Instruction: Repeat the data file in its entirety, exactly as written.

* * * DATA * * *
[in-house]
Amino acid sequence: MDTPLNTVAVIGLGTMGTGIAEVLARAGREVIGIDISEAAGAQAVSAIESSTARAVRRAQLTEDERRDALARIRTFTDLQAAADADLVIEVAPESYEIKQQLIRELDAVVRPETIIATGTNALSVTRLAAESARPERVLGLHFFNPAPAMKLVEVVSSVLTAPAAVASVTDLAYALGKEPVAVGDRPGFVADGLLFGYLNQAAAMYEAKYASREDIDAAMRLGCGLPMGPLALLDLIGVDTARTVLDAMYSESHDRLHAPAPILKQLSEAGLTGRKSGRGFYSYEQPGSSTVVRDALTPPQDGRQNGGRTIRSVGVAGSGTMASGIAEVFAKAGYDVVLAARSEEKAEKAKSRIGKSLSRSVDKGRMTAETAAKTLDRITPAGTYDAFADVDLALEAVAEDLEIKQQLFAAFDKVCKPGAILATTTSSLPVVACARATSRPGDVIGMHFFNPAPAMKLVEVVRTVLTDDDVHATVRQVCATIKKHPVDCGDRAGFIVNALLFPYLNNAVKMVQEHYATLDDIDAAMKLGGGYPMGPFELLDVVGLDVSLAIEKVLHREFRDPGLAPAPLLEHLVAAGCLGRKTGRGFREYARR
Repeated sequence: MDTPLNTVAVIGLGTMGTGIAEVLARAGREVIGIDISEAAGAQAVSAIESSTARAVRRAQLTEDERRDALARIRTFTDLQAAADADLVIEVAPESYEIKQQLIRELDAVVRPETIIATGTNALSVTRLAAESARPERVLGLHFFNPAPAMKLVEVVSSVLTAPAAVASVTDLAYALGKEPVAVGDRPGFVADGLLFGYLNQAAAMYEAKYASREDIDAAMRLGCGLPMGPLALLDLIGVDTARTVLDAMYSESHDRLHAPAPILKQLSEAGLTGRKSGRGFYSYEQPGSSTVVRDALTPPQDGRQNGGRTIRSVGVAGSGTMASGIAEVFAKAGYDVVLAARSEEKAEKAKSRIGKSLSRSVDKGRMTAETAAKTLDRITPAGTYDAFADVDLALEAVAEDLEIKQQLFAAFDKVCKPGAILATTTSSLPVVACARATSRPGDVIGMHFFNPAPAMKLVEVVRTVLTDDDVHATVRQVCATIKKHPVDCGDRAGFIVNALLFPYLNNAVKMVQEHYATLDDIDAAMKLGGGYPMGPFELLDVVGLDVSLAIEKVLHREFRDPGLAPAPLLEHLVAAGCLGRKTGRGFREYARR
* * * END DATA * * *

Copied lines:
[in-house]
Amino acid sequence: MDTPLNTVAVIGLGTMGTGIAEVLARAGREVIGIDISEAAGAQAVSAIESSTARAVRRAQLTEDERRDALARIRTFTDLQAAADADLVIEVAPESYEIKQQLIRELDAVVRPETIIATGTNALSVTRLAAESARPERVLGLHFFNPAPAMKLVEVVSSVLTAPAAVASVTDLAYALGKEPVAVGDRPGFVADGLLFGYLNQAAAMYEAKYASREDIDAAMRLGCGLPMGPLALLDLIGVDTARTVLDAMYSESHDRLHAPAPILKQLSEAGLTGRKSGRGFYSYEQPGSSTVVRDALTPPQDGRQNGGRTIRSVGVAGSGTMASGIAEVFAKAGYDVVLAARSEEKAEKAKSRIGKSLSRSVDKGRMTAETAAKTLDRITPAGTYDAFADVDLALEAVAEDLEIKQQLFAAFDKVCKPGAILATTTSSLPVVACARATSRPGDVIGMHFFNPAPAMKLVEVVRTVLTDDDVHATVRQVCATIKKHPVDCGDRAGFIVNALLFPYLNNAVKMVQEHYATLDDIDAAMKLGGGYPMGPFELLDVVGLDVSLAIEKVLHREFRDPGLAPAPLLEHLVAAGCLGRKTGRGFREYARR
Repeated sequence: MDTPLNTVAVIGLGTMGTGIAEVLARAGREVIGIDISEAAGAQAVSAIESSTARAVRRAQLTEDERRDALARIRTFTDLQAAADADLVIEVAPESYEIKQQLIRELDAVVRPETIIATGTNALSVTRLAAESARPERVLGLHFFNPAPAMKLVEVVSSVLTAPAAVASVTDLAYALGKEPVAVGDRPGFVADGLLFGYLNQAAAMYEAKYASREDIDAAMRLGCGLPMGPLALLDLIGVDTARTVLDAMYSESHDRLHAPAPILKQLSEAGLTGRKSGRGFYSYEQPGSSTVVRDALTPPQDGRQNGGRTIRSVGVAGSGTMASGIAEVFAKAGYDVVLAARSEEKAEKAKSRIGKSLSRSVDKGRMTAETAAKTLDRITPAGTYDAFADVDLALEAVAEDLEIKQQLFAAFDKVCKPGAILATTTSSLPVVACARATSRPGDVIGMHFFNPAPAMKLVEVVRTVLTDDDVHATVRQVCATIKKHPVDCGDRAGFIVNALLFPYLNNAVKMVQEHYATLDDIDAAMKLGGGYPMGPFELLDVVGLDVSLAIEKVLHREFRDPGLAPAPLLEHLVAAGCLGRKTGRGFREYARR